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Support for students and community members affected by the Ukraine crisis

March 01, 2022

The School of Journalism is deeply concerned by the escalating crisis and the Russian invasion of Ukraine.

Many of you have families, friends and extended networks in Ukraine. We acknowledge this is a distressing time for you as you follow the news and events that are unfolding across the country, as the attack on Ukraine continues.

We offer our support to all students affected and encourage you to reach out individually to faculty if you feel comfortable.  If you need accommodations for work in your classrooms, please also reach out to your instructors and staff members for support. 

The crisis in Ukraine is not new. Some of you have been following the escalation for some time, even years. For those of our students hoping to engage themselves with a better understanding of the unfolding situation, the Guardian, external link’s main page is devoted to coverage of the crisis and includes news, analysis and backgrounders. You can also check out The Kyiv Independent, external link, which has an English-language publication out of the capital. Globe and Mail correspondent Mark MacKinnon is currently reporting on the ground, external link and is also updating his Twitter feed, external link regularly. 

School of Journalism instructor Marta Iwanek has curated google docthis extensive resource guide, external link, to help better understand Russia’s war against Ukraine. She refers to it as “a hybrid war,” as disinformation has been a critical strategy alongside military attacks. In addition to news sources, the guide contains links for donations and refugee-support resources.

CBC reported last week, external link that there is “a flood of misinformation” on social media related to the events in Ukraine. Fact-checking resources are available from organizations such as Bellingcat, external link, a collective of researchers, analysts and journalists who use open-source investigative tools to verify stories, posts and images, and First Draft News, external link, a nonprofit effort "to fight mis- and disinformation online" founded in 2015 by nine organizations and brought together by the Google News Lab. This Twitter thread, external link from First Draft offers tools and tips related to current news.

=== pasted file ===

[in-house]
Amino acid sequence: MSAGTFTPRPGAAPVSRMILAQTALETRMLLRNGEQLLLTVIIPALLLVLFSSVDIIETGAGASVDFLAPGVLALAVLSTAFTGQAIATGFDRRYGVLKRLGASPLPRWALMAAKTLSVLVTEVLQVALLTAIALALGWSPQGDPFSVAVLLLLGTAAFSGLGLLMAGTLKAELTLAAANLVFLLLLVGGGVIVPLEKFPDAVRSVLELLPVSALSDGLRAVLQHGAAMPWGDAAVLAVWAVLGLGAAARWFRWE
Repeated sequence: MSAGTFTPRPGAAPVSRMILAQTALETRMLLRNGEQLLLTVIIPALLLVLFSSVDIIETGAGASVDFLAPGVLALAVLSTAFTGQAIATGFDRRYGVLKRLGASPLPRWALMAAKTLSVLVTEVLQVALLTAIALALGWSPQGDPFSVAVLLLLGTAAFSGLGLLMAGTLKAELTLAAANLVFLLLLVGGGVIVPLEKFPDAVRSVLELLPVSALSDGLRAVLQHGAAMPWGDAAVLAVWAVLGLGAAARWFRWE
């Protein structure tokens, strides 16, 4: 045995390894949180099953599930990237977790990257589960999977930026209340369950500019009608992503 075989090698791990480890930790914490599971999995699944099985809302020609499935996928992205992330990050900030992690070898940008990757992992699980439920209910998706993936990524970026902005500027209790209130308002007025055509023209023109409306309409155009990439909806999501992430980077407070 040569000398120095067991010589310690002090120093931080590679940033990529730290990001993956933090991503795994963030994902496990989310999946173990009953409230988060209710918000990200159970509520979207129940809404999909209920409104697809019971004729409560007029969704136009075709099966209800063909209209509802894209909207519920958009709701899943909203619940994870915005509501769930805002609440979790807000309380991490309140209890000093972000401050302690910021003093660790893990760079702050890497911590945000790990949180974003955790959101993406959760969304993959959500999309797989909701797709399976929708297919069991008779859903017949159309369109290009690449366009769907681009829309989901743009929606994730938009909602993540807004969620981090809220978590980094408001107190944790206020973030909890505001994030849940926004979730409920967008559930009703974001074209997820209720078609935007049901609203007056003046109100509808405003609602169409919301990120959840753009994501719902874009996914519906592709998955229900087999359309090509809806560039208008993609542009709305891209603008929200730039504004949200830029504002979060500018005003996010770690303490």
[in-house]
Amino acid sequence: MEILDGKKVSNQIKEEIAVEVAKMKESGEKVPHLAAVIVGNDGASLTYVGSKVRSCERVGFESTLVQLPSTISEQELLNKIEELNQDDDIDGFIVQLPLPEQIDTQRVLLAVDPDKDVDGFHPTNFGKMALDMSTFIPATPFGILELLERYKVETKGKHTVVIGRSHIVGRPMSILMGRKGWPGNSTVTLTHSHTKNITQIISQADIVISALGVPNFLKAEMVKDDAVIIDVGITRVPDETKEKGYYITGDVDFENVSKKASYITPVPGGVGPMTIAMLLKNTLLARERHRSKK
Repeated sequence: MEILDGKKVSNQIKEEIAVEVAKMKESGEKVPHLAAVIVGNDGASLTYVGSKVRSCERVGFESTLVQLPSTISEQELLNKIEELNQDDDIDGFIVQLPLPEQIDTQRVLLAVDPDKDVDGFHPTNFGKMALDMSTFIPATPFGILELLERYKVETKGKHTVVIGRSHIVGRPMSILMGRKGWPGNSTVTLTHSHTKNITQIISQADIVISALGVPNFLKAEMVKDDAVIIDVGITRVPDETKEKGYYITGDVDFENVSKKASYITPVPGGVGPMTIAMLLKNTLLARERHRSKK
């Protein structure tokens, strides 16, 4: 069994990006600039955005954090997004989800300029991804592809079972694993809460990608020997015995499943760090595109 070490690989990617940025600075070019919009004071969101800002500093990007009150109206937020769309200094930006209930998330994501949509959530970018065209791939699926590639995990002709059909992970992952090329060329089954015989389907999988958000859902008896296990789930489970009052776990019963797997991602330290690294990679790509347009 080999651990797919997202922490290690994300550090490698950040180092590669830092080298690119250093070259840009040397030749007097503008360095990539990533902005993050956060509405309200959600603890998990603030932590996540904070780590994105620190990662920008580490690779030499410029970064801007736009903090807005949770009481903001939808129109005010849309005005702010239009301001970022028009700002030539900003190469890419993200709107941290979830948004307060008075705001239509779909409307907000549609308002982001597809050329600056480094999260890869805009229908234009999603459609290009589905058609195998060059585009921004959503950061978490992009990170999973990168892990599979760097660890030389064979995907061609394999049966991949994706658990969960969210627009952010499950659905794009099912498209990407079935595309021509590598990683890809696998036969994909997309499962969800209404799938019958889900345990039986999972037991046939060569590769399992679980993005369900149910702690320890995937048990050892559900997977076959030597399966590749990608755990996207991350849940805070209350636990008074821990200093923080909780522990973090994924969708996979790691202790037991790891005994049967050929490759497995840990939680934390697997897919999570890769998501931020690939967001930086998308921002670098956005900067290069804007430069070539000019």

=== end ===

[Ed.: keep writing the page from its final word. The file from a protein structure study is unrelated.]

The impact of the invasion is being felt across borders and is linked to divergent systemic oppressions experienced by different groups of people. This Associated Press piece, external link helps contextualize these connections within the contemporary refugee situation. The Review of Journalism is also planning a panel discussion on media coverage of the crisis and will share details as soon as they are available.

In a statement yesterday, President Mohamed Lachemi said the university is monitoring the situation and working to ensure the safety and security of students, faculty and staff who may be affected by the events unfolding overseas. This includes providing support for those whose scholarly pursuits and research may be negatively impacted by this tragedy. Student Affairs has been in contact with students from Ukraine to offer direct support and access to appropriate resources.

The trauma and grief that these events cause is real. Ryerson’s Centre for Student Development & Counselling offers free confidential counselling services for those in need and all Ryerson students can access 24/7 mobile counselling or crisis support with Keep.meSAFE using the MySSP app (iOS, external link and Android, external link). 

Please reach out for any more information and if there is any way in which we can support you.